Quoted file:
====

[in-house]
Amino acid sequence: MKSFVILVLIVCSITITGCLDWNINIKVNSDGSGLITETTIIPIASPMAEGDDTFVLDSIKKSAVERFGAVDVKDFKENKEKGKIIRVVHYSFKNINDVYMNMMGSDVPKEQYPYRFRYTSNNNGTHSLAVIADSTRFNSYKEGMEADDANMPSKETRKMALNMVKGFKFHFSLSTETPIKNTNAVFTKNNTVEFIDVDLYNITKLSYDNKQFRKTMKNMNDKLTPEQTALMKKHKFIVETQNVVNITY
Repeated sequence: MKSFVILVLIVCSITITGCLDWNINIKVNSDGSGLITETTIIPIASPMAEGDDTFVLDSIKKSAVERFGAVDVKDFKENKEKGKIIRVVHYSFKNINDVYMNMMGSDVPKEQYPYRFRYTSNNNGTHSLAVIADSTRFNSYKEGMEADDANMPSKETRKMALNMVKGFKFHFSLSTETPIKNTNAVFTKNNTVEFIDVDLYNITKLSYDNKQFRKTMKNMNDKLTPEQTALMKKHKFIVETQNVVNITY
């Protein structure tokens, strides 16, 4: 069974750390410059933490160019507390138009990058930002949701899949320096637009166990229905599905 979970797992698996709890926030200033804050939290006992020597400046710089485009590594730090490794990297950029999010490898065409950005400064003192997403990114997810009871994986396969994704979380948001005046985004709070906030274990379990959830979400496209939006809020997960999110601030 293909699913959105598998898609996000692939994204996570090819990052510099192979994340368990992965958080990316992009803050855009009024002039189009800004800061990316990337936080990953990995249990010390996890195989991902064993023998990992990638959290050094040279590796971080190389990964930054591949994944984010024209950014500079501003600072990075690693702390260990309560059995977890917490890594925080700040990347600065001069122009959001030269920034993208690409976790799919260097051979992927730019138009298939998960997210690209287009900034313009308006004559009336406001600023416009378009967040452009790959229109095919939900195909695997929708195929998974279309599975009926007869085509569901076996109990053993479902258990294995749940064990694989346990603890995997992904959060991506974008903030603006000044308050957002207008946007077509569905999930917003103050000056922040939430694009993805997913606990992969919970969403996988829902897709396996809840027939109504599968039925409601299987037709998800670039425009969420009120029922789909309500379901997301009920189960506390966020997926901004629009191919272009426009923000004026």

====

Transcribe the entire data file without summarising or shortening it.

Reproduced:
[in-house]
Amino acid sequence: MKSFVILVLIVCSITITGCLDWNINIKVNSDGSGLITETTIIPIASPMAEGDDTFVLDSIKKSAVERFGAVDVKDFKENKEKGKIIRVVHYSFKNINDVYMNMMGSDVPKEQYPYRFRYTSNNNGTHSLAVIADSTRFNSYKEGMEADDANMPSKETRKMALNMVKGFKFHFSLSTETPIKNTNAVFTKNNTVEFIDVDLYNITKLSYDNKQFRKTMKNMNDKLTPEQTALMKKHKFIVETQNVVNITY
Repeated sequence: MKSFVILVLIVCSITITGCLDWNINIKVNSDGSGLITETTIIPIASPMAEGDDTFVLDSIKKSAVERFGAVDVKDFKENKEKGKIIRVVHYSFKNINDVYMNMMGSDVPKEQYPYRFRYTSNNNGTHSLAVIADSTRFNSYKEGMEADDANMPSKETRKMALNMVKGFKFHFSLSTETPIKNTNAVFTKNNTVEFIDVDLYNITKLSYDNKQFRKTMKNMNDKLTPEQTALMKKHKFIVETQNVVNITY
């Protein structure tokens, strides 16, 4: 069974750390410059933490160019507390138009990058930002949701899949320096637009166990229905599905 979970797992698996709890926030200033804050939290006992020597400046710089485009590594730090490794990297950029999010490898065409950005400064003192997403990114997810009871994986396969994704979380948001005046985004709070906030274990379990959830979400496209939006809020997960999110601030 293909699913959105598998898609996000692939994204996570090819990052510099192979994340368990992965958080990316992009803050855009009024002039189009800004800061990316990337936080990953990995249990010390996890195989991902064993023998990992990638959290050094040279590796971080190389990964930054591949994944984010024209950014500079501003600072990075690693702390260990309560059995977890917490890594925080700040990347600065001069122009959001030269920034993208690409976790799919260097051979992927730019138009298939998960997210690209287009900034313009308006004559009336406001600023416009378009967040452009790959229109095919939900195909695997929708195929998974279309599975009926007869085509569901076996109990053993479902258990294995749940064990694989346990603890995997992904959060991506974008903030603006000044308050957002207008946007077509569905999930917003103050000056922040939430694009993805997913606990992969919970969403996988829902897709396996809840027939109504599968039925409601299987037709998800670039425009969420009120029922789909309500379901997301009920189960506390966020997926901004629009191919272009426009923000004026």